Controlled Streams from Mean Beams

The 58th Annual Meeting of the American Physical Society’s Division of Plasma Physics (APS-DPP) is underway and I made it into my first press release! The conference sets up a Virtual Pressroom to distribute press releases about some of the really cool results that will be presented during the conference. For example, you can read all about Alcator C-Mod’s record-breaking pressure achievement here (and on this very website, too). You can also read about a neutral beam engineering project conducted by General Atomics and the DIII-D tokamak that resulted in the world’s first demonstration of in-shot voltage control of beam injection in a tokamak (PDF, here, but I’ve also copied the press release below).

Changing the voltage of the neutral beams during plasma shots is a big deal because it might allow you to control a lot of different aspects of the plasma. Fundamentally, it’s difficult to change the ~90,000 V level of the beams because the behavior of the beam (i.e., whether or not it fires correctly) is drastically affected by this voltage level. A typical procedure is to set the voltage and condition the beam through repeated firing until it works reliable at that voltage. Beams have been variable voltage for a long time, but they have never been able to change to a different voltage while firing into the plasma. Our work resulted in a method by which multiple beam characteristics can be changed simultaneously so that as the voltage changes, the beam compensates to ensure reliable operation. That’s an impressive engineering result in its own right, which motivated my cheery quote in the release.

The next few years will show whether variable voltage beams can help us make much better plasmas, though initial indications are that this allows greater control over plasma conditions such as injected torque and power. The technical paper showing results from initial plasma experiments using these variable voltage beams is available here.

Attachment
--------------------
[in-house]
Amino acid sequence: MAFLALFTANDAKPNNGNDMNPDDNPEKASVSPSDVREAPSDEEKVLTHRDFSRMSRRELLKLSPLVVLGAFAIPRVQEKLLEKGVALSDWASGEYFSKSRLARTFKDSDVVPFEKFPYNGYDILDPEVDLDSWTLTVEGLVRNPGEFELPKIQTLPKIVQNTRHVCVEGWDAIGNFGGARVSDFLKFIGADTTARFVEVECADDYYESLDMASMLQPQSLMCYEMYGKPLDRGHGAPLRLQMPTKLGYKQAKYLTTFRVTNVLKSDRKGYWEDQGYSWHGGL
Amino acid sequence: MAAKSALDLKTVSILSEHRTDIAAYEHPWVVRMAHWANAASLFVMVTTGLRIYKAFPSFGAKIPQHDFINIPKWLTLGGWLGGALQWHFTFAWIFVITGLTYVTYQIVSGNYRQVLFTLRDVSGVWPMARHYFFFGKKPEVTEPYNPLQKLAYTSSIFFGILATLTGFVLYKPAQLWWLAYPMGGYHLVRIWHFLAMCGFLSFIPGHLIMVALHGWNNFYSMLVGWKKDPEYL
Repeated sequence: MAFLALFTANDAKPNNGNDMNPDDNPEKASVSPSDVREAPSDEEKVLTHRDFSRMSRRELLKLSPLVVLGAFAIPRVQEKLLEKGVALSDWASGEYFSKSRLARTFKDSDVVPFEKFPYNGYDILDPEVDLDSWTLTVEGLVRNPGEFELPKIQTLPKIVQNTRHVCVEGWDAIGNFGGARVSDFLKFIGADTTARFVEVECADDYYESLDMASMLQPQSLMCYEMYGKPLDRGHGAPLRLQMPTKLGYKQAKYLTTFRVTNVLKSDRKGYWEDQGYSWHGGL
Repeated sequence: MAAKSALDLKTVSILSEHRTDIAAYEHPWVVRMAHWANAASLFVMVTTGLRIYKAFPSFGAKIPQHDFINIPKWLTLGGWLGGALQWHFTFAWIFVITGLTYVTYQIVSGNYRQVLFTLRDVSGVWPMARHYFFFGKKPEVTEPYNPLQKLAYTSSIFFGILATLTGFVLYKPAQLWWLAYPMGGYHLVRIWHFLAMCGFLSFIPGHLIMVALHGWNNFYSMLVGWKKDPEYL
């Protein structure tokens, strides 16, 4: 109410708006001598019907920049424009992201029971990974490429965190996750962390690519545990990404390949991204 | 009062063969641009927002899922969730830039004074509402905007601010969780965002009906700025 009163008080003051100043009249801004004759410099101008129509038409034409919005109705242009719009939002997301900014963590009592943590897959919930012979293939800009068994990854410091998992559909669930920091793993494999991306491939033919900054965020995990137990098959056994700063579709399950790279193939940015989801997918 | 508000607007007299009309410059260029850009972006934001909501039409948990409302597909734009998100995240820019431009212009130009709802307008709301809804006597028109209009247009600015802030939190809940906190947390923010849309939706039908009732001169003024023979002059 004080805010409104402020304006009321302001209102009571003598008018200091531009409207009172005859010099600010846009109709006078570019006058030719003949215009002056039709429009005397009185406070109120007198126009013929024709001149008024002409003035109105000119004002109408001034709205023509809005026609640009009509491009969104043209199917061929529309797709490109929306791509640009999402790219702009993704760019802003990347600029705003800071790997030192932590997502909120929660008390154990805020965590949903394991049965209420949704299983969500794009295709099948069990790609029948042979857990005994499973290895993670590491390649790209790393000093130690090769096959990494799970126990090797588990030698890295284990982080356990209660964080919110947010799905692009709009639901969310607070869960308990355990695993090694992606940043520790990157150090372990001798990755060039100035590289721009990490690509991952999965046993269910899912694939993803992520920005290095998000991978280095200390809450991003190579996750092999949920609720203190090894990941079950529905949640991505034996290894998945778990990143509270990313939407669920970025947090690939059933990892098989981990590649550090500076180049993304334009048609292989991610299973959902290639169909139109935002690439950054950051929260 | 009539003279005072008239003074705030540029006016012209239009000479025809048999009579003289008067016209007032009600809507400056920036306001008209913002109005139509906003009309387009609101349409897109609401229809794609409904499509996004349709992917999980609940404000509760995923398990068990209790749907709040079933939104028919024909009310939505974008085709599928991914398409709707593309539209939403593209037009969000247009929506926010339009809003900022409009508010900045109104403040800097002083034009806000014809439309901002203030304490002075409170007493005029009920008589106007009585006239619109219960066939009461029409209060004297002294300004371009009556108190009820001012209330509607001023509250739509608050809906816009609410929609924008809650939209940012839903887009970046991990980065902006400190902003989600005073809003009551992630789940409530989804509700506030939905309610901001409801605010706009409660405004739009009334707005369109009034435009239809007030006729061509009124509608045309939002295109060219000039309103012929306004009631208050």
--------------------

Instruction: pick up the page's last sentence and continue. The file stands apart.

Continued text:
The APS announcement and a slightly different one filed by General Atomics (see PDF here) have even been picked up by a few websites. The ITER Newsline and Barcelona Supercomputing Center actually wrote unique pieces based on the General Atomics release, as did The Engineer (UK) with the APS version (yes, that’s me in the comments section).

I hope the release conveys that this was a team effort and that the intention is to spread this technology to other laboratories. I’m generally concerned about how easy it is for releases to spread the wrong message about fusion research. I do think we could have come up with a better title. Maybe, “Blowing Your Mind with Neutral Beams”?

Full APS 2016 Press Release

General Atomics Breakthrough Enables Greater Control of Fusion Energy

Precise control of massive particle-beam systems avoids troublesome electromagnetic wave in fusion plasma.

SAN JOSE, Calif.—Researchers working at the DIII-D National Fusion Facility at General Atomics (GA) have created an important new tool for controlling fusion plasmas that are hotter than the sun.


Figure 1. Massive Beam, Precise Control: Members of the DIII-D Neutral Beam Group in front of a beam housing for two of the eight beamlines. (Photo by General Atomics)

Energy and momentum in DIII-D’s magnetically contained plasma is delivered by large neutral-particle beams systems, and GA’s recent demonstration of precise control of injected power and torque is a first. Scientists are now able to pre- program these inputs over the duration of plasma discharges (called “shots”). GA led the development effort in collaboration with scientists from the University of California- Irvine and Princeton Plasma Physics Laboratory.

Previously, these inputs were tailored using on/off modulation of neutral beams, resulting in large perturbations, i.e. power swings. The new method allows separate and continuous specification of power and torque, including the important capability of maintaining a fixed injected power level while varying torque.